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Message 1669333 - Posted: 24 Apr 2015, 10:07:16 UTC
Last modified: 24 Apr 2015, 10:09:39 UTC

http://www.ourpluto.org/

VOTING ENDS MIDNIGHT PDT APRIL 24 (7:00 GMT APRIL 25)
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Message 1669451 - Posted: 24 Apr 2015, 17:43:19 UTC
Last modified: 24 Apr 2015, 17:48:25 UTC

Still time to vote. 12 hours.
http://www.ourpluto.org/
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Message 1669501 - Posted: 24 Apr 2015, 20:19:32 UTC

I thought it was a vote regarding Pluto's status as a planet. I discovered they are voting to name surface features.
Bob DeWoody

My motto: Never do today what you can put off until tomorrow as it may not be required. This no longer applies in light of current events.
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Message 1669741 - Posted: 25 Apr 2015, 11:31:42 UTC

Everybody has missed the whole point here!!! Sigh.

SCIENTIFICALLY the Planet formerly known as Pluto has, because of the newest up to date information, been re-designated as a dwarf planet, not as a main one by the IAU.

OK, SCIENTIFICALLY that may well now be a correct designation, and in fact Pluto is the second most massive dwarf planet with Eris being the most massive.

However, the vast majority of the worlds public grew up to be taught, and to understand, that Pluto was the official 9th planet orbiting the Sun. They want to continue to believe that despite Scientific evidence to the contrary. And as far as I can see there is no reason why we shouldn't continue to call Pluto a full planet. The scientists in their closeted little world can call it what they like, (actually 134340 Pluto) it simply has no relevance to everybody else.

So don't get all uptight just ignore them, carry on as usual, they will in their own way, so should you!
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Message 1669976 - Posted: 25 Apr 2015, 20:36:48 UTC - in response to Message 1669741.  

Everybody has missed the whole point here!!! Sigh.

Everybody but you?
Sigh......
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Message 1672312 - Posted: 30 Apr 2015, 23:35:45 UTC - in response to Message 1669976.  

I don't see anything special, Pluto and Charon.


New Horizons Sees Pluto and Charon

This series of New Horizons images of Pluto and its largest moon, Charon, was taken at 13 different times spanning 6.5 days, starting on April 12 and ending on April 18, 2015. During that time, the NASA spacecraft's distance from Pluto decreased from about 69 million miles (111 million kilometers) to 64 million miles (104 million kilometers).

The pictures were taken with the New Horizons Long Range Reconnaissance Imager, or LORRI. Pluto and Charon rotate around a center-of-mass (also called the "barycenter") once every 6.4 Earth days, and these LORRI images capture one complete rotation of the system.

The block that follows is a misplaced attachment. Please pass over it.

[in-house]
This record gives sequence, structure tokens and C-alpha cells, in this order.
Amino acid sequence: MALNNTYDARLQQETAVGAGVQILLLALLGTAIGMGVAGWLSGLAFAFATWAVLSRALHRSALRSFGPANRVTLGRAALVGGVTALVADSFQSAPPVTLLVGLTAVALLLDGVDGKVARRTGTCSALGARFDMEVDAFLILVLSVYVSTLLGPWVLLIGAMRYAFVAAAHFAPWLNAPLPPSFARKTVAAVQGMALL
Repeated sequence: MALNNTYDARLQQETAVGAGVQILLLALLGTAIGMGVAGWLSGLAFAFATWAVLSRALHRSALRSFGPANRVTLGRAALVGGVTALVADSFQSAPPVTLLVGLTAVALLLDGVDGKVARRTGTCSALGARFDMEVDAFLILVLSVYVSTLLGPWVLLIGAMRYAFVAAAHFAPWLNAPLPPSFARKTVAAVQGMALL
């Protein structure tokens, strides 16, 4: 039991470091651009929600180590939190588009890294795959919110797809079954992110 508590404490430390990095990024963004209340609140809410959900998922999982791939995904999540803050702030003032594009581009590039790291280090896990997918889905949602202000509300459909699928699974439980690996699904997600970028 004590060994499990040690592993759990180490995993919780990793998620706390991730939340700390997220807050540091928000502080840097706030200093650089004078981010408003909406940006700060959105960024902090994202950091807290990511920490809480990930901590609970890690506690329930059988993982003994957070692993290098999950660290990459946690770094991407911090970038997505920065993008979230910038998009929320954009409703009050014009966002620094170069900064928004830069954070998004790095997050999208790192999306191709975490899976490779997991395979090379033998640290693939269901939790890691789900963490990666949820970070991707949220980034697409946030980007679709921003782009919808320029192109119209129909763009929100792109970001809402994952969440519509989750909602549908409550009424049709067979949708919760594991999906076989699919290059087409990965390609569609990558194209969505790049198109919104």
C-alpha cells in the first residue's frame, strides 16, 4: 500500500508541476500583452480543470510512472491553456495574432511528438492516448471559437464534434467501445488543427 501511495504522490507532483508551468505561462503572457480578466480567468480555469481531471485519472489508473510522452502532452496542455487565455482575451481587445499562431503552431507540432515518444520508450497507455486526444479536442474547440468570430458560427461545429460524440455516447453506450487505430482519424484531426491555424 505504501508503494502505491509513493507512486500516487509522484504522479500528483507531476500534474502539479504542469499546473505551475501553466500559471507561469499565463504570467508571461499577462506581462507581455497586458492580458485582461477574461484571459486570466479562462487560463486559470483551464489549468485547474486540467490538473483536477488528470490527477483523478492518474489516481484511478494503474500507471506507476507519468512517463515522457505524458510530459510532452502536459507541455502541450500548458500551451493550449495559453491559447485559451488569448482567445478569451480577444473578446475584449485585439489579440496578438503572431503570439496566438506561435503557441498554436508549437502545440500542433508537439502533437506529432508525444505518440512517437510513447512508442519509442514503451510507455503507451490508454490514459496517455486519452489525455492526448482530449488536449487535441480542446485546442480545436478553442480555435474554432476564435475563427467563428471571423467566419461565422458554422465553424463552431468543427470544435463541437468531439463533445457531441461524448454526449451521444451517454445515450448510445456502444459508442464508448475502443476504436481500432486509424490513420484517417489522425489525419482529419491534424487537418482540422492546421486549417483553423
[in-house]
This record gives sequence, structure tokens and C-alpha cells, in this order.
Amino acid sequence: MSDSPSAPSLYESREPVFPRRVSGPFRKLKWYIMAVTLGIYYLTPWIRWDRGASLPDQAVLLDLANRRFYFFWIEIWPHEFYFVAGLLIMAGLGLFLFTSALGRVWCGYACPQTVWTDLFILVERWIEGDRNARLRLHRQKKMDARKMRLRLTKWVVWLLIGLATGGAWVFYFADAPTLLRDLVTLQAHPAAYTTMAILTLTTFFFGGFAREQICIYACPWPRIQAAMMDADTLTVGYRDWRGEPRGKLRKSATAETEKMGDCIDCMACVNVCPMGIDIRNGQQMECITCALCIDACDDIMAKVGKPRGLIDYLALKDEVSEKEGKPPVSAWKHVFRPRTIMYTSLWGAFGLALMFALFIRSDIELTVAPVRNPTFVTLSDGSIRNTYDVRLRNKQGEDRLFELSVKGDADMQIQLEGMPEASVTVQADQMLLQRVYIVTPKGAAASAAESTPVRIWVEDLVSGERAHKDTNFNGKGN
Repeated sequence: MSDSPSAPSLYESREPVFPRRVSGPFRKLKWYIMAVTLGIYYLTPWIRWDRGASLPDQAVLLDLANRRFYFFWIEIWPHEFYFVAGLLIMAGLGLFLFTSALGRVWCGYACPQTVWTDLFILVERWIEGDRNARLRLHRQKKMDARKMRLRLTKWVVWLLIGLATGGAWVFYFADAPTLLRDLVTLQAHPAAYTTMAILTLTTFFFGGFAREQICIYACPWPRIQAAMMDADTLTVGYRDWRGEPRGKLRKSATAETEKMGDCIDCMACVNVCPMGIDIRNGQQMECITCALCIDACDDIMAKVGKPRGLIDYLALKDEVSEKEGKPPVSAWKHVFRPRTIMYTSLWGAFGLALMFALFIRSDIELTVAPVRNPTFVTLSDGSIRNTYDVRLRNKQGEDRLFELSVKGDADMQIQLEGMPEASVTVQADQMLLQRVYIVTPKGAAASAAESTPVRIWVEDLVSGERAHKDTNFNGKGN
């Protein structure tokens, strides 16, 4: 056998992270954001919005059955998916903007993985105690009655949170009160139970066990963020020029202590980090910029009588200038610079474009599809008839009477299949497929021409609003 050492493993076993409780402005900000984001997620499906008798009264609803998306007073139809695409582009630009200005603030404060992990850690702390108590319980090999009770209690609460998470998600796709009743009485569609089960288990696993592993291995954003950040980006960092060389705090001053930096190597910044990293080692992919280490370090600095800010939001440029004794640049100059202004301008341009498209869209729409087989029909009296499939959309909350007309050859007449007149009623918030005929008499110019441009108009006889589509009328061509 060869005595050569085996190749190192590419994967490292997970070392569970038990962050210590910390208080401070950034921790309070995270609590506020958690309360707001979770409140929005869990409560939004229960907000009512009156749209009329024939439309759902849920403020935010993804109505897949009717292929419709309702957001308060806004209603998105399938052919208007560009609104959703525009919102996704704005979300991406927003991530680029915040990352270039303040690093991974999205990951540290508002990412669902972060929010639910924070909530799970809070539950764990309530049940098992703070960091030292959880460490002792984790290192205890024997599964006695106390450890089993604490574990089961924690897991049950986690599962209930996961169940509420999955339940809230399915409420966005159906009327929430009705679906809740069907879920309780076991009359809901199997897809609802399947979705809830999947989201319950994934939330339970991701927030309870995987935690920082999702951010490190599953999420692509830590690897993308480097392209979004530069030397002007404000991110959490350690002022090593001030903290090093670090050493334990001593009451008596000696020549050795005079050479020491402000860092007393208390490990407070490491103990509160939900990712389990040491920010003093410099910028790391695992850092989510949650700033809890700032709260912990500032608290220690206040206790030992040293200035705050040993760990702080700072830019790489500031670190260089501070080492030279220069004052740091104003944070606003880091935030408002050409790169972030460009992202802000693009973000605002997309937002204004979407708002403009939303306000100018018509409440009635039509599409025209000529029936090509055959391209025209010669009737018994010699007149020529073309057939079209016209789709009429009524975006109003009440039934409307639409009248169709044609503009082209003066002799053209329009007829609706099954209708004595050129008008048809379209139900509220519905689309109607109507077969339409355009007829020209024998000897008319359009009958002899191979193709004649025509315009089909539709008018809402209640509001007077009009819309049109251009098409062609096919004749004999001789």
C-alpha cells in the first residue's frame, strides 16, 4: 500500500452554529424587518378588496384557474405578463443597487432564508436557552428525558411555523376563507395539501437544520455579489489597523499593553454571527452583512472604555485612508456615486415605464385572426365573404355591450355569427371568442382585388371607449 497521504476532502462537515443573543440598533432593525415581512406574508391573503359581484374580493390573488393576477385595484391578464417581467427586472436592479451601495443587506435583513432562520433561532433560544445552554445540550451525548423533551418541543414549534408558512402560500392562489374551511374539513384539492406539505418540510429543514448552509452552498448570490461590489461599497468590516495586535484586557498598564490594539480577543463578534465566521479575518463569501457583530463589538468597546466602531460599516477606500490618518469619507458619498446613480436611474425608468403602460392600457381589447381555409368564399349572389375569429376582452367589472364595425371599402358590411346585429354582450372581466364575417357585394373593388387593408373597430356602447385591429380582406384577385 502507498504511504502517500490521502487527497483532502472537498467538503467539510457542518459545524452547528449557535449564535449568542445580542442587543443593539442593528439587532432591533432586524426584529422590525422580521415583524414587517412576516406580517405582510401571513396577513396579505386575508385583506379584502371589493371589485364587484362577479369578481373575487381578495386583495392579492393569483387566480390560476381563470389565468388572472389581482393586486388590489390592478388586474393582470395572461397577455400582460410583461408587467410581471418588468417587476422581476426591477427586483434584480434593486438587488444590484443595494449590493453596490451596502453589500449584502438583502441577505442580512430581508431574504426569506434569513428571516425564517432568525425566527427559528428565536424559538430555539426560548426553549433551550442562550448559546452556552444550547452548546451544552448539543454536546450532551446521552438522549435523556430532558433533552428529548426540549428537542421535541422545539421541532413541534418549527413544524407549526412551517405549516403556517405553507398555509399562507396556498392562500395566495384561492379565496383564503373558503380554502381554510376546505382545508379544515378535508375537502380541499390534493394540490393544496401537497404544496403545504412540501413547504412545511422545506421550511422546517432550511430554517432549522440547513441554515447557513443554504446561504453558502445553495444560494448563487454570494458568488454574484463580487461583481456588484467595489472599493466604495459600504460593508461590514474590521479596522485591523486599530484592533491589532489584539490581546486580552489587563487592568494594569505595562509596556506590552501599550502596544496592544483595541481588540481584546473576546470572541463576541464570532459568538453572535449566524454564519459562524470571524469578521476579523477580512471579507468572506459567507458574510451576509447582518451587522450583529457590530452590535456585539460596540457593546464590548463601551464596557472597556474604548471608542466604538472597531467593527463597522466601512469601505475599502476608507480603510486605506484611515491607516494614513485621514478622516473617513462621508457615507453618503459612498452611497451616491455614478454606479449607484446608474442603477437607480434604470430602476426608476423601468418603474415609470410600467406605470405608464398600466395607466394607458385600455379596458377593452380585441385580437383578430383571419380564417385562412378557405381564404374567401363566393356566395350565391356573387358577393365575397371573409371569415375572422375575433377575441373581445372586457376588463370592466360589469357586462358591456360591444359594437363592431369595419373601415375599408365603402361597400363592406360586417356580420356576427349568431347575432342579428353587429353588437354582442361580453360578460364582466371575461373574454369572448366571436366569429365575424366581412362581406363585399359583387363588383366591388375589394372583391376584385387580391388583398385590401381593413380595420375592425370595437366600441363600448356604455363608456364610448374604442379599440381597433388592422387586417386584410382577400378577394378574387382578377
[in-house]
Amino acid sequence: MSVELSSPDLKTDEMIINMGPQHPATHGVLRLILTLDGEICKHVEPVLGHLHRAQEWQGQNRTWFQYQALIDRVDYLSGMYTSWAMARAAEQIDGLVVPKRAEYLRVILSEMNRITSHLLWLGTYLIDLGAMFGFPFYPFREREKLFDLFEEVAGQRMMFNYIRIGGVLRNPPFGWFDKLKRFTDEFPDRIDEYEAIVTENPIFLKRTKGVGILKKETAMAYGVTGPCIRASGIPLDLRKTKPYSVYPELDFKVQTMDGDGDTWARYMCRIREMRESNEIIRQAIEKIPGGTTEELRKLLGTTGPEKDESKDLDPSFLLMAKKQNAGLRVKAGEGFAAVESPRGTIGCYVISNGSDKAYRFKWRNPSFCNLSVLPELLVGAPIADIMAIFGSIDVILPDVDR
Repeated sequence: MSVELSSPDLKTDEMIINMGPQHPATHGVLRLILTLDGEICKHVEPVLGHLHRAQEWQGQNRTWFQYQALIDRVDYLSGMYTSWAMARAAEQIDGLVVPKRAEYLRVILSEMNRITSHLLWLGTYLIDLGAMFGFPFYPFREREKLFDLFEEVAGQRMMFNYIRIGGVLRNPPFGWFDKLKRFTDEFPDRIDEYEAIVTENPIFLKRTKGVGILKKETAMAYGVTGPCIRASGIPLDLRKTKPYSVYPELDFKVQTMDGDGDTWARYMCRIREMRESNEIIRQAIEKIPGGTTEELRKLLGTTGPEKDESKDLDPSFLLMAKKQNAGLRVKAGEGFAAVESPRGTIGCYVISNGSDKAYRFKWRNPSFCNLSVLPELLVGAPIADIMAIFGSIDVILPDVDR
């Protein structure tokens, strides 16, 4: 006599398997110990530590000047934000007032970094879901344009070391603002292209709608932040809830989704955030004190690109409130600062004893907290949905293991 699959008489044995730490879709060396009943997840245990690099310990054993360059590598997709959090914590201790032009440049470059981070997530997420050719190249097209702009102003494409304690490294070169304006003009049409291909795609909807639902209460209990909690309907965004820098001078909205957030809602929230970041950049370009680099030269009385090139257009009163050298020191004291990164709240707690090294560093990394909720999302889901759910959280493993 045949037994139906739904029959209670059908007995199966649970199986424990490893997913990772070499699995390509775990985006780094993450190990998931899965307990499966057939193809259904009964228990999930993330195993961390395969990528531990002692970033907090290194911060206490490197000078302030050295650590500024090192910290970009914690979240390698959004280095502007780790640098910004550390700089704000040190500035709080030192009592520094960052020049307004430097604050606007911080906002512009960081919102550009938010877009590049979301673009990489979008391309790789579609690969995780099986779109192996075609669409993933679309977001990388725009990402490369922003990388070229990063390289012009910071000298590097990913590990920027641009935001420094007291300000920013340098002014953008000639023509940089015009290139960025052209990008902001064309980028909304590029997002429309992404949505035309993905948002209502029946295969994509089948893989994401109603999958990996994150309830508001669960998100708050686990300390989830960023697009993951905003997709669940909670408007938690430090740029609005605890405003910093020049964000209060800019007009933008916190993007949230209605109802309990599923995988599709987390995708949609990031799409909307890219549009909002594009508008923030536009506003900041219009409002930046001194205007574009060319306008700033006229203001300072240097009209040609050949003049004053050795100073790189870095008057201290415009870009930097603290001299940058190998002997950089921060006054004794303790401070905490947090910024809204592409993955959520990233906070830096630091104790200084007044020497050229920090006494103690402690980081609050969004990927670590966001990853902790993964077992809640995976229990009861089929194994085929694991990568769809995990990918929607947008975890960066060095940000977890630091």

http://www.nasa.gov/image-feature/new-horizons-sees-pluto-and-charon
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Message 1672731 - Posted: 1 May 2015, 20:12:29 UTC

Beautiful!
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Message 1672970 - Posted: 2 May 2015, 9:44:47 UTC - in response to Message 1672312.  

I don't see anything special, Pluto and Charon.
Pluto and Charon rotate around a center-of-mass (also called the "barycenter") once every 6.4 Earth days, and these LORRI images capture one complete rotation of the system.

First time I see a moon and a planet rotate around a center-of-mass.
The same when our Moon rotate around the Earth:)
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Message 1674325 - Posted: 6 May 2015, 6:35:01 UTC - in response to Message 1672970.  

Updated:

Pluto May Have Icy Cap

The latest images from NASA's New Horizons spacecraft show a bright spot near the dwarf planet's pole

Images from NASA’s New Horizons spacecraft suggest that Pluto has a polar cap made of some kind of ice.

The pictures, taken over the past few weeks and released on April 29, show Pluto with its largest moon, Charon. The dwarf planet’s surface is mottled with light and dark patches, each measuring hundreds of kilometres across. But its pole remains bright no matter how Pluto rotates, suggesting that a highly reflective icy cap may exist there. “It’s very suspiciously suggestive,” says Alan Stern, the mission’s principal investigator, who is based at the Southwest Research Institute in Boulder, Colorado.


A bright spot on Pluto (right) could be nitrogen ice. The dwarf planet is shown with its largest moon, Charon.
Credit: NASA

http://www.scientificamerican.com/article/pluto-may-have-icy-cap/
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Message boards : Science (non-SETI) : Pluto is a Planet!